- The 2011 “Dear Colleague” letter eviscerated due process rights of students and faculty accused of sexual misconduct on campus
- The letter mandated a low standard of proof for findings of guilt, discouraged cross-examination, and urged colleges to allow for double jeopardy
- The letter was extensively criticized by FIRE, other civil liberties groups, and law professors
WASHINGTON, Sept. 22, 2017 — Six years of federal Title IX policy that stripped college students and faculty members of important due process protections and sowed confusion among administrators is finally over.
Today, the Department of Education’s Office for Civil Rights announced that the April 4, 2011 “Dear Colleague” letter and an accompanying 2014 guidance document are rescinded. The 2011 letter mandated that colleges use the low, “preponderance of the evidence” standard in adjudicating accusations of sexual misconduct on campus. It also recommended the removal of other critical elements of a fair procedure, such as the right to cross-examination and prohibitions on double jeopardy (being tried for the same accusation twice).
In the six and a half years since the “Dear Colleague” letter was published, FIRE has led the fight against the erosion of due process rights on campus through the abuse of Title IX, the 1972 law that prohibits sex discrimination in federally funded educational programs. The organization has sent letters to the government and to universities, written countless articles explaining the risk of erroneous guilty findings, provided congressional testimony on the issue, and even sponsored a federal lawsuit arguing that the mandate is unlawful under the Administrative Procedure Act.
“The campus justice system was and is broken,” said FIRE Executive Director Robert Shibley and author of “Twisting Title IX.” “Fair outcomes are impossible without fair procedures. When the government sprang its 2011 letter on colleges and students without warning, it made it impossible for campuses to serve the needs of victims while also respecting the rights of the accused. With the end of this destructive policy, we finally have the opportunity to get it right.”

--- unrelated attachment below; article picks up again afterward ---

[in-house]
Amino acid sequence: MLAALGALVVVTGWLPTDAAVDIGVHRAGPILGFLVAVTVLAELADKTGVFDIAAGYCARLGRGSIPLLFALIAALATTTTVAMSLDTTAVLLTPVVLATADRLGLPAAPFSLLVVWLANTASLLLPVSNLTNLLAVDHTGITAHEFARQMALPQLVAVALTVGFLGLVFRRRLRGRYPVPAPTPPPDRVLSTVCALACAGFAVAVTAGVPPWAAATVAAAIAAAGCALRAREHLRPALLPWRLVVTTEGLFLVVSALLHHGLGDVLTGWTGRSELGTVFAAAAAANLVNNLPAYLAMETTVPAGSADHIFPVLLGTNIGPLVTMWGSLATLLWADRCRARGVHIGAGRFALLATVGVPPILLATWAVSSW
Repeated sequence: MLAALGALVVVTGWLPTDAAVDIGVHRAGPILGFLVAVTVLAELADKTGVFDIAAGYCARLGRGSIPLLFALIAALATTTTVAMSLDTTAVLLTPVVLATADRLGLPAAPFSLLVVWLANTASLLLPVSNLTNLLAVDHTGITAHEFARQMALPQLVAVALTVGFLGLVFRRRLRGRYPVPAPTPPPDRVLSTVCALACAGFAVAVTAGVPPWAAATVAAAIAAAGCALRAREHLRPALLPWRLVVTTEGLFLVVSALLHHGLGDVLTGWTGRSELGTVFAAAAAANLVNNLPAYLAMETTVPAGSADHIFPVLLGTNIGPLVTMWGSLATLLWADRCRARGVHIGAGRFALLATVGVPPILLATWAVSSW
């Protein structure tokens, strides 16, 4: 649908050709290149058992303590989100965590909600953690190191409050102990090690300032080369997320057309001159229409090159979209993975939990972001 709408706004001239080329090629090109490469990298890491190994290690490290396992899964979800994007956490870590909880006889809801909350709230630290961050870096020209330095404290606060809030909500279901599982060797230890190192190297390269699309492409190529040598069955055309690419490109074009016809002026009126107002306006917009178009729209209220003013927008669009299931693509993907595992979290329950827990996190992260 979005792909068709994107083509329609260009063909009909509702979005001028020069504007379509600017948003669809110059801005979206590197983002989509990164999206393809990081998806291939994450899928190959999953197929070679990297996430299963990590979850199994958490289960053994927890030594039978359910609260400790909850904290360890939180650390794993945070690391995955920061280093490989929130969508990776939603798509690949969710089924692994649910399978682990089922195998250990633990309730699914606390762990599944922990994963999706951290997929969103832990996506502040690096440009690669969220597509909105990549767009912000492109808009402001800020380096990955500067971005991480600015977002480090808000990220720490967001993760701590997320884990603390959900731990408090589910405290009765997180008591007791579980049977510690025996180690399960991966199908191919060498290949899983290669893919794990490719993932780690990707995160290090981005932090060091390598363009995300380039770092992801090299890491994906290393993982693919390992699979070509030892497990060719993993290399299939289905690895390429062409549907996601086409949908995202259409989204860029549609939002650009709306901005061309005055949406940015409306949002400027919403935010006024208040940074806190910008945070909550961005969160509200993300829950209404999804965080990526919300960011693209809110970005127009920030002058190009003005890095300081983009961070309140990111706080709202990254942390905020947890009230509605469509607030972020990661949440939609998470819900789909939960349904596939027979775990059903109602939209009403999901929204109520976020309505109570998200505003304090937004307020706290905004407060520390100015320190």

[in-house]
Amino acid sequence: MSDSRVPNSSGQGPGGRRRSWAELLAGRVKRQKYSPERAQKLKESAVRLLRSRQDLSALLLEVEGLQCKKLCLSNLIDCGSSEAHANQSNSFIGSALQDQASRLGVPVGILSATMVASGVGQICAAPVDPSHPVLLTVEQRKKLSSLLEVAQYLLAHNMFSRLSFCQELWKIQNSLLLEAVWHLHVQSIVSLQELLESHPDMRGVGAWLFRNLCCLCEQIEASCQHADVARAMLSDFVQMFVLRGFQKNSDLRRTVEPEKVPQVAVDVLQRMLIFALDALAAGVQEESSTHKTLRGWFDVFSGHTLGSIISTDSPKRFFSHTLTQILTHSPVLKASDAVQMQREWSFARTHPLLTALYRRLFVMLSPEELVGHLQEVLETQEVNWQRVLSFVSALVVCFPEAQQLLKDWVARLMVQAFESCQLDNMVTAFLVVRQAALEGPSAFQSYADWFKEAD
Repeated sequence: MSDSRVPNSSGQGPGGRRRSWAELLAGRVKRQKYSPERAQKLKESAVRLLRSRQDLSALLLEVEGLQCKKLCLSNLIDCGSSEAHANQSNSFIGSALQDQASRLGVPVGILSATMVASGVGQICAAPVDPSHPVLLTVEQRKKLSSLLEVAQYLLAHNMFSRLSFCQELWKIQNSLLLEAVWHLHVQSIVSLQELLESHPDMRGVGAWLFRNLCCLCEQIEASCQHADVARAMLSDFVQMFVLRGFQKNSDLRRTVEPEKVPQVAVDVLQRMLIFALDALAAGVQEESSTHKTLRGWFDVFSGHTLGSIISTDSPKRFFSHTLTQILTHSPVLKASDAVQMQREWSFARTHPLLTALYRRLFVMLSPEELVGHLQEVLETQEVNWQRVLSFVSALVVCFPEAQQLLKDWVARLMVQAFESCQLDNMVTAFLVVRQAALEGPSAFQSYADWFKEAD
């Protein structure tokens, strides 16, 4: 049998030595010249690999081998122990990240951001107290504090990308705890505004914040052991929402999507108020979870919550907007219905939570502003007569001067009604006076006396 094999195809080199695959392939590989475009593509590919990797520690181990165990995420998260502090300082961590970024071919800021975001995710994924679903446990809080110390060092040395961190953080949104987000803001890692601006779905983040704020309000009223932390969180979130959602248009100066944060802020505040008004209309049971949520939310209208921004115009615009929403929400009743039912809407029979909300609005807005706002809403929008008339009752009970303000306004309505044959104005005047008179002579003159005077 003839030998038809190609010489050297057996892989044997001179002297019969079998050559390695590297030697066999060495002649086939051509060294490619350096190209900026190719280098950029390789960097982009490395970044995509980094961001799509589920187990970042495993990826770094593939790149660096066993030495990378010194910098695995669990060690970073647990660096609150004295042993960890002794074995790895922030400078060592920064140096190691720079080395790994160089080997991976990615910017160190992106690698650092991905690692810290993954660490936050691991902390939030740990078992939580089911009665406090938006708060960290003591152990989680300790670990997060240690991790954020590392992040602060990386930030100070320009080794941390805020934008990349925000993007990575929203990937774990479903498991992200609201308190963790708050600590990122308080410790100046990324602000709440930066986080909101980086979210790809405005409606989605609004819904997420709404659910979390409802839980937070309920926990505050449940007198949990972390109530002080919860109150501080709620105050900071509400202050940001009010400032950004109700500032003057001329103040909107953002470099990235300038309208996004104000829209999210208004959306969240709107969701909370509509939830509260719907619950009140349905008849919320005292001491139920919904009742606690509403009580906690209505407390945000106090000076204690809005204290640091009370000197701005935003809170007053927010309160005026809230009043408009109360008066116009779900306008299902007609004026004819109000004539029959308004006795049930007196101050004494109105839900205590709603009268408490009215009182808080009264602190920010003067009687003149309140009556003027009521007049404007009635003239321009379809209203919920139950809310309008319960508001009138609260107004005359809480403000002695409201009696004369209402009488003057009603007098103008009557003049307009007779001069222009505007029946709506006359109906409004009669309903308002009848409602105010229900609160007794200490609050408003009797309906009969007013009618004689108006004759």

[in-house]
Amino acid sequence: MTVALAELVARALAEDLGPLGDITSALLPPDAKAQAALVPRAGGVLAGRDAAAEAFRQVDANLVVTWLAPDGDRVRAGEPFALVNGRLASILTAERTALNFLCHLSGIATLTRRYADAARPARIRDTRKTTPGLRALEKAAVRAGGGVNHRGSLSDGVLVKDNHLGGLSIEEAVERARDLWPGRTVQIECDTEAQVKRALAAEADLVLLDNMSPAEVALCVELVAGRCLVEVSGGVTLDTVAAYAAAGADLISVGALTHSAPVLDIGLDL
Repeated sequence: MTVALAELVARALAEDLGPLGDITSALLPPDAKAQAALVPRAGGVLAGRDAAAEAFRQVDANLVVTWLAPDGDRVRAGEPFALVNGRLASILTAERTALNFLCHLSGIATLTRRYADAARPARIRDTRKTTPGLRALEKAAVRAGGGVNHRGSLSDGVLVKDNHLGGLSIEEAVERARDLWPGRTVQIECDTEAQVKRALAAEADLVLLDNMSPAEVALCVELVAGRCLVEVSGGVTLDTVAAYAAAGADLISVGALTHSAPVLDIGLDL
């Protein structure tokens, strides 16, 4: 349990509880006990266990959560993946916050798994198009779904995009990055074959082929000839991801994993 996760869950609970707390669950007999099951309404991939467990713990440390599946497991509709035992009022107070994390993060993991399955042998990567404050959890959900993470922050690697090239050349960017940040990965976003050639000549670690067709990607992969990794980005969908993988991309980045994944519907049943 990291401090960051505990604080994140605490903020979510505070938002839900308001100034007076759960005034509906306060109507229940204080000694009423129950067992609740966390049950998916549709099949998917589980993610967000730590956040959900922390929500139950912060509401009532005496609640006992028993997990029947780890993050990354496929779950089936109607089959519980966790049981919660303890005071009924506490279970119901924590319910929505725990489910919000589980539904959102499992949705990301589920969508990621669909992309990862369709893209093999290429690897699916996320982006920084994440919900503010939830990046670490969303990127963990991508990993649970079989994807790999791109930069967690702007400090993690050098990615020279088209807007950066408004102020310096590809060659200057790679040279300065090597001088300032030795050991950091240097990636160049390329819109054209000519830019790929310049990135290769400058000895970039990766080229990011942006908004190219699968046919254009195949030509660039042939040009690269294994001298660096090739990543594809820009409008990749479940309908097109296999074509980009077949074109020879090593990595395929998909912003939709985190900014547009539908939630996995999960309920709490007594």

In today’s announcement, the Department of Education stated that it will develop a new approach to addressing sexual misconduct on campus that takes seriously the rights of victims and the accused. New policy will be implemented through a “notice and comment” process that responds to the input of all stakeholders, according to the department. The department did not solicit feedback for its 2011 letter, prompting a FIRE-sponsored lawsuit last year.
A study released by FIRE earlier this month found that college students are routinely denied even the most basic elements of a fair hearing. Indeed, since the 2011 “Dear Colleague” letter was issued, students have filed more than 180 lawsuits against colleges for allegedly conducting unfair disciplinary procedures.
The Foundation for Individual Rights in Education (FIRE) is a nonpartisan, nonprofit organization dedicated to defending liberty, freedom of speech, due process, academic freedom, legal equality, and freedom of conscience on America’s college campuses.
Daniel Burnett, Communications Manager, FIRE: 215-717-3473; email@example.com
Cases: U.S. Department of Education’s Office for Civil Rights: Federal Lawsuit Challenges April 4, 2011, “Dear Colleague” Letter U.S. Department of Education’s Office for Civil Rights April 4, 2011, Guidance Letter Reduces Due Process Protections